I'm trying to build a model lighthouse (don't ask). :-)
Essentially I'm trying to have an über-bright LED with a motor rotating at 2rpm, both powered from the mains (120V AC). The problem I am having is overheating...
I have constructed the following circuit:
These are the components I am using:
Power source: 12V DC power adapter, 1A
LED: Cree 10W high-power, 2.9-4V forward voltage, 3000mA forward current, 10W power dissipation, 2.5°C/W thermal resistance
Resistors: 1x 3ohm 25W (R1) and 1x 3.3ohm 50W (R2)
The motor part works wonderfully. I can adjust the speed down to 2rpm and everything is good. The LED on the other hand is causing a headache. Initially, I had calculated a 3ohm resistor (R1) based on (12V-3V)/3A. But this caused the LED to flash intermittently - I assumed overloaded - so I bought a slightly larger R2 (3.3ohm), thinking maybe the voltage across the LED was 2.9 and so I should go for something a little larger. Still blinking. On a whim, I put them in series (as in the diagram), and then it stops flashing and everything works as it should.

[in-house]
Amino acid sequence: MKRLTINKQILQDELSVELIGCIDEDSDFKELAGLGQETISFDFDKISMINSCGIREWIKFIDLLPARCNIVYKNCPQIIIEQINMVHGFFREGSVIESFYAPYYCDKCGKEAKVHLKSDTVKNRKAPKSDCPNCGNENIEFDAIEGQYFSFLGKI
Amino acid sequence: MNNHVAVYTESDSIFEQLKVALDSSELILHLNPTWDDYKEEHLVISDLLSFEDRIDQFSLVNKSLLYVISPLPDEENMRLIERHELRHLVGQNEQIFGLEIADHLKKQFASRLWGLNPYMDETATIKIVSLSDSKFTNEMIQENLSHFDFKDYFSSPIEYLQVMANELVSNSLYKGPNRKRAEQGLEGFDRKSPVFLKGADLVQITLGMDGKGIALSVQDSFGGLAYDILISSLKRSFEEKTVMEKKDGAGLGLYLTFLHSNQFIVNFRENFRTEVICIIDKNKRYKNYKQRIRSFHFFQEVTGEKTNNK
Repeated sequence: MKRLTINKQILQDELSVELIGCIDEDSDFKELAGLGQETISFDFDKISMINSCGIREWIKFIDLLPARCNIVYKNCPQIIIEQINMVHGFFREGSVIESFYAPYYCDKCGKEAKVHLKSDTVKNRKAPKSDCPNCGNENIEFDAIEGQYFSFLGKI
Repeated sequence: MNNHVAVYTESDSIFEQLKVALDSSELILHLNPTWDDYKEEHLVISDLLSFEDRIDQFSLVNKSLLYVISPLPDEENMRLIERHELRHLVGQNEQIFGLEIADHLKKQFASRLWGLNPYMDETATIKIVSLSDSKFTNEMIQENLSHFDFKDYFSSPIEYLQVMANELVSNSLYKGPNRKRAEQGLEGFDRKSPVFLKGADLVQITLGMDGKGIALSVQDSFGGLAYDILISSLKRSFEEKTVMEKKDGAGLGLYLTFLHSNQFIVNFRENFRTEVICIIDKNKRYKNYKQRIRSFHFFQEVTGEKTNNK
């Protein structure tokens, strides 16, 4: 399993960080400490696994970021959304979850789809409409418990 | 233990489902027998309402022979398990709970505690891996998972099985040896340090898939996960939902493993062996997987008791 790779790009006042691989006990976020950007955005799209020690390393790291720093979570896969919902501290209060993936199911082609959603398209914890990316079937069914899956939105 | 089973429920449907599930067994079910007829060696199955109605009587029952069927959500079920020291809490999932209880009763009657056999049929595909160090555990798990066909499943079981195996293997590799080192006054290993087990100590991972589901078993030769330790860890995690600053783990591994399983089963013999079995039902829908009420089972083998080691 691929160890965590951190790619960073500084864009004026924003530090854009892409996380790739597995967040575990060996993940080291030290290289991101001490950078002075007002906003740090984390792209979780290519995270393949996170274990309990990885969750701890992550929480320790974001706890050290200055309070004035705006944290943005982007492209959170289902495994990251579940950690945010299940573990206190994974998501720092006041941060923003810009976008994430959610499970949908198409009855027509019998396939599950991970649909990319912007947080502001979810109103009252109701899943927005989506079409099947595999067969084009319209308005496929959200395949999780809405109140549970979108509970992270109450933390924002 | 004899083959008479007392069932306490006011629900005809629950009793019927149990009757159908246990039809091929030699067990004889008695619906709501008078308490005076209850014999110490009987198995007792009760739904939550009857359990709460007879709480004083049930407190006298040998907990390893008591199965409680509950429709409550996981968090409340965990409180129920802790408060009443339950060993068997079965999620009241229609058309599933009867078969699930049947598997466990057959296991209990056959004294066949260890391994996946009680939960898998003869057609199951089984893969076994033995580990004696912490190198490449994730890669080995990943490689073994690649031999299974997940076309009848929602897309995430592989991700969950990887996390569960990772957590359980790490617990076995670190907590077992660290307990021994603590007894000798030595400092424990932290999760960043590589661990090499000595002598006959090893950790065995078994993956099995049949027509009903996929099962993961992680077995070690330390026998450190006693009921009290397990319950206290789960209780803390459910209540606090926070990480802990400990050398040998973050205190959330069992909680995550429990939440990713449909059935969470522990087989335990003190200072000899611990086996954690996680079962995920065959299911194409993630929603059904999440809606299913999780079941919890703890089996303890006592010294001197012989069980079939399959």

However, the LED is getting VERY hot, as are the two resistors. I don't run the circuit for longer than 5 minutes because I'm worried about it burning out. The LED comes pre-mounted on a flat heatsink disk, and I could attach a slightly larger heatsink to that, but I'm limited by the lighthouse design and therefore would really like it to get less hot.
The resistor power should, I thought, be 3A*(12V-2.9V)=27.3W.
I feel I must be miscalculating what kind of resistor I should be using. Or maybe there's something I'm missing entirely wrong with the circuit. Any thoughts on this and/or ideas as to how to stop this LED circuit from self-incinerating would be hugely appreciated.
Thank you all!